BEMIDJI — Even Babe the Blue Ox needs a little TLC once in a while.

The statue of Paul Bunyan's companion will be undergoing internal surgery to repair its ribs and spine.

Workers plan to build a support structure around the ox, and then they'll elevate it so they can install a new foundation and work on the inside.

Babe's feet are currently on four different foundations, which caused the front and back legs to slip in different directions. Now, the feet will be put on a single slab.

The repairs are estimated to take about three weeks.

June 26, 2006

The Catsup Bottle Sommerfest is coming July 9th!!

Here's more info received from Mike Gassmann, "The Big Tomato":
More fun than a barrel of pickles

There will be a big "57" on the birthday cake, but it won't be saying "57 Varieties"... it'll be celebrating 57 years of roadside America!

It's the 8th annual WORLD'S LARGEST CATSUP BOTTLE SUMMERFEST BIRTHDAY PARTY on Sunday, July 9, 2006 on Main Street in downtown Collinsville, Illinois. The landmark catsup bottle water tower turns 57 years old.

OFFICIAL UPDATE: Wienermobile will host the Oscar Mayer "Sing The Jingle, Be A Star" contest! The crew from the Wienermobile will be video taping kids of all ages (that means grown-ups, too) singing the classic "Oscar Mayer Wiener" song and the "B-O-L-O-G-N-A" song. The video performances will be posted on SingTheJingle.com, where America will vote for the winner. You could be picked for a 2007 Oscar Mayer TV commercial!

CONFIRMED APPEARANCES: St. Louis Rams Cheerleaders, Ronald McDonald, and World's Largest Things Traveling Museum.

ALSO FEATURING: Trailnet's Big Bottle Bicycle Ride, Tangy Catsup Taste Test, free Birthday Cake, and the Little Princess Tomato & Sir Catsup Contest.

Good times will include the hula hoop competition, musical chairs, water balloon toss, and our own special version of Spin the Bottle. This totally kitschy, family-oriented and kid-friendly street festival comes complete with classic car show, food, crafts, and live music.

The fest runs from 10:00 am to 5:00 pm.

For more details and a complete schedule of events log on to www.CATSUPBOTTLE.com.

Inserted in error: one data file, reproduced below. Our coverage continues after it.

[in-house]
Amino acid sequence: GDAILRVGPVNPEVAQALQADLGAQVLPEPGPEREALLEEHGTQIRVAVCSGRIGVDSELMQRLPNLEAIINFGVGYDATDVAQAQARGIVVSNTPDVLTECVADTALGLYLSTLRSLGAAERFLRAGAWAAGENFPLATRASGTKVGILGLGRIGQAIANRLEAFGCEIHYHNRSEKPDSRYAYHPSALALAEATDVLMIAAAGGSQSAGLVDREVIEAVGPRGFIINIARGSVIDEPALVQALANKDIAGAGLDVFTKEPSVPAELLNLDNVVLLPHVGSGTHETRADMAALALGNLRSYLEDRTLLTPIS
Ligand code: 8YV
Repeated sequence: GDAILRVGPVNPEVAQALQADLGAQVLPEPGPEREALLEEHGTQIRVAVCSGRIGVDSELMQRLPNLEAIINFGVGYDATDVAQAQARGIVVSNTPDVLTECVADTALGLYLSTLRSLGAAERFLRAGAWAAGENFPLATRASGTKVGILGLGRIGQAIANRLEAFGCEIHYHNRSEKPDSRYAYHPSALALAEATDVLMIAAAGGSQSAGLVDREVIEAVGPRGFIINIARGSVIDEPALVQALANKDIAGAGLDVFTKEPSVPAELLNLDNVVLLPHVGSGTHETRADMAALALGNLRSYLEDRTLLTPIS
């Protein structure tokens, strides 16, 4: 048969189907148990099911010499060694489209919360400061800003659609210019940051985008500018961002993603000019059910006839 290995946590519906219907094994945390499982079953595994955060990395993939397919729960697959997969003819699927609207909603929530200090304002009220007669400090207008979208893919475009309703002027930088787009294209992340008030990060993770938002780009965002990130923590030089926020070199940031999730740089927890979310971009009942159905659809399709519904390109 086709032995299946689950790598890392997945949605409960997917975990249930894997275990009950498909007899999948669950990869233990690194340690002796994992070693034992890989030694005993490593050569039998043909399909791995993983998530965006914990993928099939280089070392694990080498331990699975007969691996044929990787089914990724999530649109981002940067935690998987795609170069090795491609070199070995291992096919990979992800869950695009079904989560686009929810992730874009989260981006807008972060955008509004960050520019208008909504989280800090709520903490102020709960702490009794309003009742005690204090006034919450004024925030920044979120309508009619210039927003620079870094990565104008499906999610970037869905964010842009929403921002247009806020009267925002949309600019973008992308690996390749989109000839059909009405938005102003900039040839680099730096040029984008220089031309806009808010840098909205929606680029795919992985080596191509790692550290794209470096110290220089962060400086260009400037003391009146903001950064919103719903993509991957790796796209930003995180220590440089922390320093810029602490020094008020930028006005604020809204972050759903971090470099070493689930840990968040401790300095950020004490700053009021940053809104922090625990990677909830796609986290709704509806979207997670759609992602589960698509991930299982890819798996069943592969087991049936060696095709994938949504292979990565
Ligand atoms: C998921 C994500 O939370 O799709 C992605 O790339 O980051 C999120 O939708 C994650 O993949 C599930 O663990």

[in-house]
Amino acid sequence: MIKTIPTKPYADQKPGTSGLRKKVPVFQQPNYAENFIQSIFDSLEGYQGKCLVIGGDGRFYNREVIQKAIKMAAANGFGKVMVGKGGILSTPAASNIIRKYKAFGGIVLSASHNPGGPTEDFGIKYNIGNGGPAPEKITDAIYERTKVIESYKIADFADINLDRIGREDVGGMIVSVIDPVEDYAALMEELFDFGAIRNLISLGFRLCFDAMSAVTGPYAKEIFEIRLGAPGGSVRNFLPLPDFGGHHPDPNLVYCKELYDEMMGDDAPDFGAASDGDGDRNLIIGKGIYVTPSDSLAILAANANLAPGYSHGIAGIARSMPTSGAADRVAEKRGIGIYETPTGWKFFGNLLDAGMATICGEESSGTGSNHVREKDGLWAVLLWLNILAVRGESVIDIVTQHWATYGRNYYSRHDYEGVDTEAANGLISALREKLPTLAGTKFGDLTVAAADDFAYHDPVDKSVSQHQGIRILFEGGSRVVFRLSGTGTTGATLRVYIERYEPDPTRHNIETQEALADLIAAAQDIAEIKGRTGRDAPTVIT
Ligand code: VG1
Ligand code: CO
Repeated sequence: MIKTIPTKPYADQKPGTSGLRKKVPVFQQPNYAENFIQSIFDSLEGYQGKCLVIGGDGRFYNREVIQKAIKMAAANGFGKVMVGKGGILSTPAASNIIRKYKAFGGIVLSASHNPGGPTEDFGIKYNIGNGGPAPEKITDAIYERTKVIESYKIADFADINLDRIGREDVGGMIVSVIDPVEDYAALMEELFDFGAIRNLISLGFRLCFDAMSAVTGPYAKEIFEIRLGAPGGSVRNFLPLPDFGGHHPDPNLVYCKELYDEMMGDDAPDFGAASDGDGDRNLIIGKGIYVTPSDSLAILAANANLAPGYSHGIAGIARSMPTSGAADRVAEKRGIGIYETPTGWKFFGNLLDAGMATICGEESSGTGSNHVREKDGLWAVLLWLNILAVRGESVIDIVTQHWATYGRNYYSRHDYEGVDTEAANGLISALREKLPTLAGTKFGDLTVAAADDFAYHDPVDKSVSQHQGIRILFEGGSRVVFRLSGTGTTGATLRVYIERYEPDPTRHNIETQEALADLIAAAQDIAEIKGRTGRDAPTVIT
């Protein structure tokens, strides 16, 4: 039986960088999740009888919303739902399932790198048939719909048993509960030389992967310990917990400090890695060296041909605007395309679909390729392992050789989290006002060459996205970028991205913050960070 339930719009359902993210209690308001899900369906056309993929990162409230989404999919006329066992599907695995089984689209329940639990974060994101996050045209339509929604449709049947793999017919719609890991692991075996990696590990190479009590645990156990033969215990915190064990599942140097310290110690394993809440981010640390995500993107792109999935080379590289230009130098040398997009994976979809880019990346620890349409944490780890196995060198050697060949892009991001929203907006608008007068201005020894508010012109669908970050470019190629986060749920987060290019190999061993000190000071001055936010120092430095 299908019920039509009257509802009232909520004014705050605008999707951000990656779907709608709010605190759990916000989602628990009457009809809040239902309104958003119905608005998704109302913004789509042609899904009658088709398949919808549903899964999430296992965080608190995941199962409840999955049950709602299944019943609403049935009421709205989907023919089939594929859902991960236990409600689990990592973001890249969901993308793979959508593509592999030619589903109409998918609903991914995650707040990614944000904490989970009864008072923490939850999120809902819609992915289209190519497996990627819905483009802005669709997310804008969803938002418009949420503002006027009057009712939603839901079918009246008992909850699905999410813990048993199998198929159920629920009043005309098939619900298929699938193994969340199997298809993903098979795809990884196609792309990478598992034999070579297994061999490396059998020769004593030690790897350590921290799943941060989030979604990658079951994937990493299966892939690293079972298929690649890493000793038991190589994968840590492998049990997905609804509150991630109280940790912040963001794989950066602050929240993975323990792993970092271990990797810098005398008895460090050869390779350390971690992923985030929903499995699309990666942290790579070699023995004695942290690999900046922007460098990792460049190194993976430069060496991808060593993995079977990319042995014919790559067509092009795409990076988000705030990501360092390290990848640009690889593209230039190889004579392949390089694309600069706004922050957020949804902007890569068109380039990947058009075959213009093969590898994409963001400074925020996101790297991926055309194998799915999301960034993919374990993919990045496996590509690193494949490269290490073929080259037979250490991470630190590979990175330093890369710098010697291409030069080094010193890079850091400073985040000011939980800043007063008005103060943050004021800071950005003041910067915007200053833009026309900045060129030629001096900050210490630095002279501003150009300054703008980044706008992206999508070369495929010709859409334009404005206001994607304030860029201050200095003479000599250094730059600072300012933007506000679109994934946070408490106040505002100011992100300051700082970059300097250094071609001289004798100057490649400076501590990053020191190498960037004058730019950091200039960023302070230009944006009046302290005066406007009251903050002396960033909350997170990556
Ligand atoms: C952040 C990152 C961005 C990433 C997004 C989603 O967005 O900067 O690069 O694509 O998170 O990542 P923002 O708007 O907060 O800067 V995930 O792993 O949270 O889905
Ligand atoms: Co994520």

June 9, 2006

A New Big Thing

Eagle-eye Kim spotted this in the Startribune. A new BIG thing in the Twin Cities :

Stillwater's new park: Like a great, big bear hug for kids

Darlene Prois, Star Tribune

Tom Armstrong won't say exactly how much he and his wife, Sherry, have spent on Stillwater's enchanting new Teddy Bear Park, but it's millions.

"It was pretty expensive," admits Armstrong. "But if the kids like it, it's a good investment."

Odds are excellent that the Armstrongs' donation to the city's children will pay off. Big time.

The park is filled with workers now, scurrying to put on the finishing touches before next week's opening. But it's not unusual to see kids peering through the Victorian-style fencing surrounding the park, hoping to get a peek at the treasures inside.

Wedged into a cozy 1-acre space overlooking river bluffs and church spires, the park has a smiling 22-ton granite momma bear and her cub to greet guests. They're surrounded by a playground of Stillwater-themed delights.

The theme includes a climb-aboard train, a gigantic climbing tree, a colorful paddleboat and even a replica of a historic lift-bridge.

The park is the Armstrongs' gift to their beloved city. There is only one stipulation:

"They have to keep it as a park and in good condition," said Armstrong, who officially handed the park over to the city on Tuesday. Built into the project are revenue-creating features that will help the city maintain the park, including a restored 120-year-old barn that offers rentable meeting spaces with catering kitchens.